I dunno. I watched some TV programme about a woman who died of Herpes Simplex 1 which is typically thought to be more annoying than anything else. The virus took over and shut down her liver, and it was quite a scary way to die.

    You can just do the math in your head* and then refactor the line.

    *What, you couldn't do that in your head?

    What, there's math involved in this prize specimen?

    I side with the Lisp guys. There is absolutely nothing wrong with the idea behind this code at all. The only two WTFs I see are the fact that it's not idempotent (for shame!) and that silly little semicolon at the end.

  • Mark (unregistered) in reply to akatherder

    You might choose death by herpes; but do a google search for "tree man" for a look at what life with herpes looks like.

  • jk (unregistered) in reply to Alph
    Alph:
    This already happened -- in the Greek alphabet, Z comes right before H. ("zeta" and "eta"). The Romans didn't use Z, so when they took the alphabet they replaced it with G. ("But wait", you say, "doesn't Greek have their own G ("gamma") right at the beginning?" To which I say, "Shut up unless you want me to write a 10 page essay on the history of the alphabet.") Later on, the Romans decided they wanted Z after all, so they just stuck it on at the end.

    I think the Queen (I guess; it's her English, isn't it?) should tell us all to add Þ back to our alphabet, probably at the end, in which case you will not be laughing when all this programmer has to do is change "z - a" to "Þ - a".

    ("Þis programmer", I mean. And "I Þink Þe Queen", too, I guess.)

    greetings from Iceland, where the thorn has been in use for a thousand years.

    and wasn't it the ancient Irish who decided the alphabet should be in alphabetical order?

  • Outlaw Programmer (cs) in reply to roe
    roe:
    Matt R:
    Or *gasp* you could use a comment! Then you can remove the assumption that the moron who will be reading/maintaining your code will see the "obvious".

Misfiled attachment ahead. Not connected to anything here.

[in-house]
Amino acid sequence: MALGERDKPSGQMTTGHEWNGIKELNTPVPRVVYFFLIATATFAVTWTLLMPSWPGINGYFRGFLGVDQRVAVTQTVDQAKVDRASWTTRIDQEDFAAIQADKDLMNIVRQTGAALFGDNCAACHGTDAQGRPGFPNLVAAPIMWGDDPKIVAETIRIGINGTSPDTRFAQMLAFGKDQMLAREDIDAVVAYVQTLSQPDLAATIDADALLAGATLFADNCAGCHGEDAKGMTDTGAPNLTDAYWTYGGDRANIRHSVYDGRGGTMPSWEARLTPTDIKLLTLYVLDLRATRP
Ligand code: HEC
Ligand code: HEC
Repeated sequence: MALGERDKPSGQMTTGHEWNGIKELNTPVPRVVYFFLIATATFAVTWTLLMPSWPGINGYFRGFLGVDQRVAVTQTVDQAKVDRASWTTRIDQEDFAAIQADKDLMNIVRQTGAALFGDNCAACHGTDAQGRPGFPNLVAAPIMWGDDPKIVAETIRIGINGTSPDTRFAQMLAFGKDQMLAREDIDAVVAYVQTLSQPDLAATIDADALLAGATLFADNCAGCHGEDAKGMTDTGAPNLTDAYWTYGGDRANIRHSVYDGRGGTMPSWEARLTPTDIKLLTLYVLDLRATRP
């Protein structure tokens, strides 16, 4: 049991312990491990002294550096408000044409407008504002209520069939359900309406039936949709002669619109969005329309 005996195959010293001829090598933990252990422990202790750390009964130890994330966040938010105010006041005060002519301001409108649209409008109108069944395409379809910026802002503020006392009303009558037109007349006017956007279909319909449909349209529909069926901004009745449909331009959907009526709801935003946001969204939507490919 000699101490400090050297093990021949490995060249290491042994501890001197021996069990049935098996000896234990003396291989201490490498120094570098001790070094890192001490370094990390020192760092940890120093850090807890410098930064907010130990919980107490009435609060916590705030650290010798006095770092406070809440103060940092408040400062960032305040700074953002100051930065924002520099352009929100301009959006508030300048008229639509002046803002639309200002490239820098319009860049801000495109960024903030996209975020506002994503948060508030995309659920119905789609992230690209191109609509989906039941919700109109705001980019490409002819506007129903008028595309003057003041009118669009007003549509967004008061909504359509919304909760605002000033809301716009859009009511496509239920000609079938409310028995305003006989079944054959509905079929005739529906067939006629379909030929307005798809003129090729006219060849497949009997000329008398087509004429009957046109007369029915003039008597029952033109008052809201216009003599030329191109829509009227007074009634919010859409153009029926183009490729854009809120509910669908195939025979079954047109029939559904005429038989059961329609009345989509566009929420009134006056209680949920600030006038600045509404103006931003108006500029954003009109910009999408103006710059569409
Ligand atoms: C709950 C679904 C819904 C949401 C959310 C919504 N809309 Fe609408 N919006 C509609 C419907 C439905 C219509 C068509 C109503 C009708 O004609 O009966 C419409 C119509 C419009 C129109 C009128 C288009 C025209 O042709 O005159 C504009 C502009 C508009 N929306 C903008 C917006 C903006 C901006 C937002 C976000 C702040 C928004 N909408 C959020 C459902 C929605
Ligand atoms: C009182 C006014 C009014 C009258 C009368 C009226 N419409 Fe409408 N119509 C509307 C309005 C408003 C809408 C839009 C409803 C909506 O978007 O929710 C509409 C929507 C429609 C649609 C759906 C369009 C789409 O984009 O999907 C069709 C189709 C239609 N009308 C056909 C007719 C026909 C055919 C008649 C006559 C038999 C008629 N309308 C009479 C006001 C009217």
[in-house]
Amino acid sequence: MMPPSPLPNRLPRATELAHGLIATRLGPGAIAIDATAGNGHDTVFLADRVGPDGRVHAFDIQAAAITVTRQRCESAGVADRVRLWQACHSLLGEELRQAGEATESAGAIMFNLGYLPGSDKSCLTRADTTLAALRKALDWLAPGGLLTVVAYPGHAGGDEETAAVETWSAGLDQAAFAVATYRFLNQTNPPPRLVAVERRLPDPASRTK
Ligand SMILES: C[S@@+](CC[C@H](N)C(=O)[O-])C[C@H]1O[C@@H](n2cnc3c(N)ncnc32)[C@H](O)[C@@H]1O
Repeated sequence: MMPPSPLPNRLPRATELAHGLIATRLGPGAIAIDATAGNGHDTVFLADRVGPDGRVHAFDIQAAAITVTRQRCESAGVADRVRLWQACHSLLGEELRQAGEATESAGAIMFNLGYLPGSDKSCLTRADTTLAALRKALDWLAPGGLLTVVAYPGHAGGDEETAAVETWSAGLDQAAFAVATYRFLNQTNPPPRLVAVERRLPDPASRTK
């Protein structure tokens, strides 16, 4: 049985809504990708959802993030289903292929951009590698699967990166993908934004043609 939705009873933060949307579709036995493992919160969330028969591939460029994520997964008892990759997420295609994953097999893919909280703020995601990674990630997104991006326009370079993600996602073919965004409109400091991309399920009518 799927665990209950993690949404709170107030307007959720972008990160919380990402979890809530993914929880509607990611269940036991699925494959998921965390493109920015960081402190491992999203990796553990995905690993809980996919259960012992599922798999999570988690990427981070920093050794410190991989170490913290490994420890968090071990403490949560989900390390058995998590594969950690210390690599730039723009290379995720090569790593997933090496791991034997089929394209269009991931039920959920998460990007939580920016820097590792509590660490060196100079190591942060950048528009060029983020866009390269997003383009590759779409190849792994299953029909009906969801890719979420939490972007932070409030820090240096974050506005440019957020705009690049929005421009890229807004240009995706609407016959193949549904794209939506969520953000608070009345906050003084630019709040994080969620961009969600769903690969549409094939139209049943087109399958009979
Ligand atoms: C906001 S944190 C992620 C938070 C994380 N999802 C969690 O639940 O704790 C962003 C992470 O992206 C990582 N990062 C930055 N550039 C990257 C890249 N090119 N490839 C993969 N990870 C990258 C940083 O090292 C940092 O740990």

final long ms = 300000; /* 5 minutes worth of milliseconds */

    OR, you could do it something like this (as I've witnessed myself)

    final long ms = 5 * 60 * 1000; /* 5 minutes worth of milliseconds */

    which of course eventually got changed to

    final long ms = 2 * 60 * 1000; /* 5 minutes worth of milliseconds */

    as five minutes was too long a time for the purpose...

    I actually do this all the time. Well, I don't put in the stupid comments, but I frequently write stuff like:

    private static final long MARKET_CLOSE_IN_MILLISECONDS = 16 * 60 * 60 * 1000;

    I guess it's a combination of me not wanting to do all that hard math myself and the (small) benefit of documenting exactly what the number is and why it has the value that it does. shrug

  • SuperousOxide (cs) in reply to APH
    APH:
    Actually, I would combine all these suggestions:

    final long TIME_IN_MILLISECONDS = 5 * 60 * 1000; // 5 minutes in milliseconds

    I know myself, and I would definitely omit or add an extra zero.

    Or you could go further

    final long TIME_IN_MILLISECONDS = 5 * SECONDS_IN_MINUTE * MILLISECONDS_IN_SECOND;

    You never know when someone will redefine the minute or millisecond.

  • brazzy (cs) in reply to Mark
    Mark:
    You might choose death by herpes; but do a google search for "tree man" for a look at what life with herpes looks like.
    What that guy has is not herpes, it's a strain of human papilloma virus, which normally causes warts, interacting catastrophically with a gene defect.
  • Kilwch (cs)

    The true WTF : patno is not reduced by 89 but by 150. Comments are wrong.

  • Charles (unregistered)

    Maybe the author was trying to win the competition.

  • Disgruntled DBA (unregistered)
    Comment held for moderation.
  • LucianoMollea (unregistered)

    Found worse: a javascript function to validate dates that was a series of nested ifs. 23 nesting. Evidently the writer did not like the "else if" construct.

    And, oh, it was at least nicely formatted such as (syntax here may not be correct ;)

    if(...) { } else { if (...) { } else { { if(...) { } else { if(...) { } else { // logical seriesc of checks ends here if(...) { } else { // and so on }

    // and at the end... the closing paretheses } } } } } }

  • Kuli (unregistered) in reply to BLs
    BLs:
    Ok, the first theory is right out... 40+40+10-1 would have been much shorter. It's gotta be just a purely evil developer.

    Or he should have written (44>>1)+1.

    Captcha: damnum! How appropriate!

Leave a comment on “A Dubious Honor”

Log In or post as a guest

Replying to comment #:

« Return to Article